CONCLUSIONS
Primary care physicians are actively managing patients with BPH. Some of their diagnostic evaluations vary from the recommendations of a national guideline and urologists’ practices. Referral thresholds appear to vary considerably.
doi:10.1046/j.1525-1497.1997.012004224.x
PMCID: PMC1497095  PMID: 9127226
prostatic hyperplasia; primary care physicians; practice patterns; practice guideline
18.  Relationships between family physicians’ referral for palliative radiotherapy, knowledge of indications for radiotherapy, and prior training: a survey of rural and urban family physicians 
Background
The primary objective of this research was to assess the relationship between FPs’ knowledge of palliative radiotherapy (RT) and referral for palliative RT.
Methods
1001 surveys were sent to FPs who work in urban, suburban, and rural practices. Respondents were tested on their knowledge of palliative radiotherapy effectiveness and asked to report their self-assessed knowledge.
Results
The response rate was 33%. FPs mean score testing their knowledge of palliative radiotherapy effectiveness was 68% (SD = 26%). The majority of FPs correctly identified that painful bone metastases (91%), airway obstruction (77%), painful local disease (85%), brain metastases (76%) and spinal cord compression (79%) can be effectively treated with RT, though few were aware that hemoptysis (42%) and hematuria (31%) can be effectively treated. There was a linear relationship between increasing involvement in palliative care and both self-assessed (p < 0.001) and tested (p = 0.02) knowledge. FPs had higher mean knowledge scores if they received post-MD training in palliative care (12% higher; p < 0.001) or radiotherapy (15% higher; p = 0.002). There was a strong relationship between FPs referral for palliative radiotherapy and both self-assessed knowledge (p < 0.001) and tested knowledge (p = 0.01).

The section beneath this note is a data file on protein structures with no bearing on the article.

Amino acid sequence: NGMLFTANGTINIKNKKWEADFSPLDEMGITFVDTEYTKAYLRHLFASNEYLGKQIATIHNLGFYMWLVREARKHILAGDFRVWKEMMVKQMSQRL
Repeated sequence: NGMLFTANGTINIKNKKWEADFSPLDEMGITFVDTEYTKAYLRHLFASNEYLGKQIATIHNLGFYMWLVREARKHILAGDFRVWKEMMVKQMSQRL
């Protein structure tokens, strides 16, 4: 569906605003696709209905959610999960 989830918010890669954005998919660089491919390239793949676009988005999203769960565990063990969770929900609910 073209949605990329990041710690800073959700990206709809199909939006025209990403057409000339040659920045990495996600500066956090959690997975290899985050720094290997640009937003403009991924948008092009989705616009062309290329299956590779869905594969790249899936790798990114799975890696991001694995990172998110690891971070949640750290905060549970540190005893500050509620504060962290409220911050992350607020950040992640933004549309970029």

Conclusions
Self-assessed and tested knowledge of palliative RT is positively associated with referral for palliative RT. Since palliative RT is underutilized, further research is needed to assess whether family physician educational interventions improve palliative RT referrals. The current study suggests that studies could target family physicians already in practice, with educational interventions focusing on hemostatic and other less commonly known indications for palliative RT.
doi:10.1186/1748-717X-7-73
PMCID: PMC3484047  PMID: 22607650
Cancer; Palliative radiotherapy; Family physician; Education; Knowledge; Palliative care
19.  Test Characteristics of Urinalysis to Predict Urologic Injury in Children 
Objective:
To use receiver operator characteristic curve methodology to determine the test characteristics of microscopic hematuria for identifying urologic injuries in children who underwent computed tomography (CT) of the abdomen and pelvis as part of a trauma evaluation.
Methods:
We performed a retrospective medical record review of all children from 0 to 12 years of age who presented to our pediatric emergency department within a Level 1 trauma center, had an abdominal and pelvic CT and a microscopic urinalysis as part of an initial evaluation for trauma. Urologic injury was defined as any injury to the kidneys, ureters or bladder. We defined hematuria from the microscopic urinalysis and reported by the clinical laboratory as the exact number of red blood cells per high power field (RBC/hpf).